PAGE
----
On ‘Whataboutism’ And Its Moral Hazards


On Wednesday morning, President Trump tweeted out his most important defense to accusations about Donald Trump Jr. attempting to collude with the Russian government: hey, but Hillary.

This has become the all-purpose alibi for all Republican malfeasance. Some call it “whataboutism.” What about Hillary Clinton? What about the media? What about Bill Cinton or Teddy Kennedy?

There’s a raging debate on the Right about the nature of this defense. Is it just excuse-making for bad behavior? Or is it a legitimate reminder that politics is a dirty game, and that we don’t choose the rules of engagement? This morning, Byron York of The Washington Examiner explained:

This seems inadequate. Whataboutism takes three basic forms, some of them useful, some of them counterproductive. Let’s run through them.

1. Reminders Of Leftist Dishonesty. When Trump tweets out that Hillary Clinton “may have gotten away with” bad behavior, he’s at least partially reminding the media and the Democrats that they were fine with Hillary’s bad behavior. When conservatives spent much of yesterday reminding the media that Barack Obama pledged “flexibility” to the Russians in exchange for them backing off their aggression in the final days of the 2012 election, they were doing so in order to point out the media’s obvious leftist bias. That’s important and worthwhile, but it should be made explicit.

2. Reminders Of Proportionality. Sometimes, “whataboutism” takes the form of reminding people that something isn’t that big of a deal. Seemingly the entire Left went ballistic this week when it first heard about a House rule that forbade bare arms in the Capitol. The Right promptly reminded the Left that this rule existed under Nancy Pelosi as well. It wasn’t a big deal then, and it’s not a big deal now.

3. Moral Relativism. This is the dangerous form of “whataboutism,” and also the most common. This is the actual message underlying Trump’s tweet: Hillary got away with it, so why shouldn’t I be able to get away with it? This ignores two facts: first, Hillary most certainly did not get away with it in the minds of the American public, which is why she’s not in the White House; second, wrong is wrong. The Right now engages in a fantasy whereby the Left’s dishonesty somehow justifies conservative dishonesty — hey, if Hillary’s corrupt, what’s the big problem with the Trump campaign soliciting information from the Russian government?

In this case, whataboutism is itself dishonesty — it’s pretending to care about the sins of the Left in order to justify the sins of the Right. It actually throws into sharp relief the hypocrisy of the Right: we complained endlessly and justifiably about Loretta Lynch meeting secretly with Bill Clinton, but we’re fine with Donald Trump Jr. meeting secretly with Natalia Veselnitskaya; we ripped President Obama’s “flexibility” hot mic moment, but we’re fine with President Trump saying that America has killed people just like Putin; we correctly targeted Clinton over Chinagate, but now we’re happy to use Chinagate as an excuse to avoid talking about Russiagate. This isn’t conservative. It’s not even moral. Kindergarteners learn that “but he did it, too” isn’t an excuse for bad behavior.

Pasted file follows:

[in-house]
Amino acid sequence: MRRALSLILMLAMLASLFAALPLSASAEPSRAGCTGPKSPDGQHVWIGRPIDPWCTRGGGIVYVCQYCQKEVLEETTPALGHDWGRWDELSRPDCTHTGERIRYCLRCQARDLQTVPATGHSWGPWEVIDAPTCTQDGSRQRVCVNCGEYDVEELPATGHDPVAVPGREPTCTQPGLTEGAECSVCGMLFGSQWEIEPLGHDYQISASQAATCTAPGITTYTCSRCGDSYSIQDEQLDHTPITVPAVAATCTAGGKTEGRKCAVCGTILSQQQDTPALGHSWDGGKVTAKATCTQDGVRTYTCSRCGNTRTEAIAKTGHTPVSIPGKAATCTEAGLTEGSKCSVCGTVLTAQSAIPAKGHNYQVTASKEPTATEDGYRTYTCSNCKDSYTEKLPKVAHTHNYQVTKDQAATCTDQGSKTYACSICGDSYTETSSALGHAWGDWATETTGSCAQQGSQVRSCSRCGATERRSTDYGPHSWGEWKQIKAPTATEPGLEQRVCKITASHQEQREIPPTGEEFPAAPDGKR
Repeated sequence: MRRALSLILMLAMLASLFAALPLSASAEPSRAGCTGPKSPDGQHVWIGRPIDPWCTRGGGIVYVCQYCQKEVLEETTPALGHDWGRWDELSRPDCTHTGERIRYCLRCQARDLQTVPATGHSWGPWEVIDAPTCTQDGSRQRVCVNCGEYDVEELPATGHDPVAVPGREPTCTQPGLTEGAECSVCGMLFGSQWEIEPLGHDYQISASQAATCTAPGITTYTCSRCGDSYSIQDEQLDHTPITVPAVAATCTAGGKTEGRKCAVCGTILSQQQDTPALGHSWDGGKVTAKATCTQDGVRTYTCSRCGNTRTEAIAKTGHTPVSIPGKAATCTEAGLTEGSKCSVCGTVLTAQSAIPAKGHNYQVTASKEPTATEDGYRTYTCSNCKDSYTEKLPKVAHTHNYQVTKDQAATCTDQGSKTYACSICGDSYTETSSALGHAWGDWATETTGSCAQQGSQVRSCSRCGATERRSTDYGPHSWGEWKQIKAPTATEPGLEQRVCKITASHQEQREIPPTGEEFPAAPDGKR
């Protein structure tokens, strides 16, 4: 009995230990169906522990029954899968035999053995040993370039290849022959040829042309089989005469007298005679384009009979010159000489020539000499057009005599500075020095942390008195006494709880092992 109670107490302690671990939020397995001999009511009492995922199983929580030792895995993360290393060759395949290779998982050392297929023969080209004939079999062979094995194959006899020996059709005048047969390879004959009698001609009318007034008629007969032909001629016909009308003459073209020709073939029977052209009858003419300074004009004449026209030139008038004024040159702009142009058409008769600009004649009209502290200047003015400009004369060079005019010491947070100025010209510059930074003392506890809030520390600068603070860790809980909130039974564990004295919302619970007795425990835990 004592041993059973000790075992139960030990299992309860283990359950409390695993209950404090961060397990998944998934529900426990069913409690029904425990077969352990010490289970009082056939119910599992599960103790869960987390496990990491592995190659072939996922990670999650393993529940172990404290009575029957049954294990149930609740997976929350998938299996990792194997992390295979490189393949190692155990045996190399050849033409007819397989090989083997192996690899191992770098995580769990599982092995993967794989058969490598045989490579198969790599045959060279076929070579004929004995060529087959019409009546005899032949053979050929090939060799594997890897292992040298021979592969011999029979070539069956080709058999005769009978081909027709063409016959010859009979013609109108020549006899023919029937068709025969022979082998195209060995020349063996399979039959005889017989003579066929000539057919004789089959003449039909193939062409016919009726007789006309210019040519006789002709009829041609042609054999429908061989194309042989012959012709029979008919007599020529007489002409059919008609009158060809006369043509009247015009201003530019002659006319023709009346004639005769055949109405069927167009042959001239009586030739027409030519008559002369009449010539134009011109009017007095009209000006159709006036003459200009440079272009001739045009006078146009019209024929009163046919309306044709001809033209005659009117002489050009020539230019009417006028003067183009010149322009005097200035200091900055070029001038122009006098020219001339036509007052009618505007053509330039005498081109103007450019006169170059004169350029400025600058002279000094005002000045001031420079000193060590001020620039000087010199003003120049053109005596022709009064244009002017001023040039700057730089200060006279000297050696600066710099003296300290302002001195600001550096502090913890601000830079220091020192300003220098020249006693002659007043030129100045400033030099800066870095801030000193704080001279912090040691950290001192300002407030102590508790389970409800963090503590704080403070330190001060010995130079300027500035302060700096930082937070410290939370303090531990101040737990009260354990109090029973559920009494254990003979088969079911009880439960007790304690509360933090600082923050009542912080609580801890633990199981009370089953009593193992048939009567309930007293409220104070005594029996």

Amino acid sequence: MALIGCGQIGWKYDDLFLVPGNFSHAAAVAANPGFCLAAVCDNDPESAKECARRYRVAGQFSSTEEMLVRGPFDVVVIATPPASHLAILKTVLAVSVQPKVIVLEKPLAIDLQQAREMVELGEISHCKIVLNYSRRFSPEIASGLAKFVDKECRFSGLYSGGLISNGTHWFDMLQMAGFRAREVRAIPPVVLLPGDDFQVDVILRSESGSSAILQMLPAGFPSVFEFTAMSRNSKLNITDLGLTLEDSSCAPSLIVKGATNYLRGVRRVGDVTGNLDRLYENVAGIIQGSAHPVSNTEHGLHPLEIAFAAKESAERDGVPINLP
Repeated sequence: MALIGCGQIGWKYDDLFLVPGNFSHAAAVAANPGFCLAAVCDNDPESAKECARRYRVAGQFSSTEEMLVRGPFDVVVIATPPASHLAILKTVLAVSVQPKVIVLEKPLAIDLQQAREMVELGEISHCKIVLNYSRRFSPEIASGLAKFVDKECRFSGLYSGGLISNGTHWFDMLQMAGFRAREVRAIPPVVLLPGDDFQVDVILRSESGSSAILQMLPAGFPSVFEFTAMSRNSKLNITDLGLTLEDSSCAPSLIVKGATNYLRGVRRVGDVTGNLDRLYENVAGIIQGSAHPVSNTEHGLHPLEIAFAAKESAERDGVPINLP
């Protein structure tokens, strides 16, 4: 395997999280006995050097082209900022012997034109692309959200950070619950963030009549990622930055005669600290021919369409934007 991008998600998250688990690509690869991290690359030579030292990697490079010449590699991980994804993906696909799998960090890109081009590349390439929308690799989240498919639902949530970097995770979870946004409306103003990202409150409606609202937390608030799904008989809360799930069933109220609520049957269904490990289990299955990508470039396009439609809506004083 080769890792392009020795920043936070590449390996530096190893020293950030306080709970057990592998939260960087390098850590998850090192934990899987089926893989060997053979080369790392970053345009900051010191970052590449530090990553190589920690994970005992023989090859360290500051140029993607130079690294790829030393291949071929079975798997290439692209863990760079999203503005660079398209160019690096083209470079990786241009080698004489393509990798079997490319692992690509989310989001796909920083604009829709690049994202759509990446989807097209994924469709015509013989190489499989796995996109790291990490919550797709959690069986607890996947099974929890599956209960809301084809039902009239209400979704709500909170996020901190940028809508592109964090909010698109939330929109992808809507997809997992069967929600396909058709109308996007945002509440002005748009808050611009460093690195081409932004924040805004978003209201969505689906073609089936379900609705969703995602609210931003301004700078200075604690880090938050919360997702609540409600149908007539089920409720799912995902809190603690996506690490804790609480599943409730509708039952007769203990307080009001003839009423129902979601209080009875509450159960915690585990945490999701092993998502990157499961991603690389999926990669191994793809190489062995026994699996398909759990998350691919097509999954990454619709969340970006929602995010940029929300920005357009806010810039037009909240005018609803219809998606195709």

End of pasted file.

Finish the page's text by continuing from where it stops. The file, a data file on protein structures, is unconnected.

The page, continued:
The Right often embraces this form of “whataboutism” because many people believe that fighting the Left requires tossing out morality of means in favor of morality of ends. Fight fire with fire! Since that was the animating principle behind much of the conservative support for the Trump campaign, this form of “whataboutism” has also become the most common form.

Many on the Right say this isn’t actually moral relativism: relativism implies that there is no moral answer to a given question, whereas situational morality implies there is a moral answer, but it changes based on the fact pattern. Therefore, it would normally be wrong to collude with Russia, for example, but it’s a moral imperative to do so to defeat Hillary Clinton. After all, we had to side with Stalin to defeat Hitler. The problem is that this invites an obvious temptation: if you can turn the other side into Hitler, you can make excuses for siding with Stalin. In the game of politics, few are willing to honestly assess the moral quality of their opposition and the rules of engagement — it’s far more politically profitable to define all political enemies as Nazis, and then suggest it’s okay to punch them. This is just as true for the Left as for the Right (far more so, in fact). It’s always easier to win if you side with Stalin — even if you could win without siding with him. The temptation to demonization is therefore tremendous.

We ought to be careful about how we utilize “whataboutism.” The goal should be to reinforce moral standards, not to undermine them. But that goal seems to be receding into the distance as we use “whataboutism” as a club directed at destroying principles rather than a shield for defending them.

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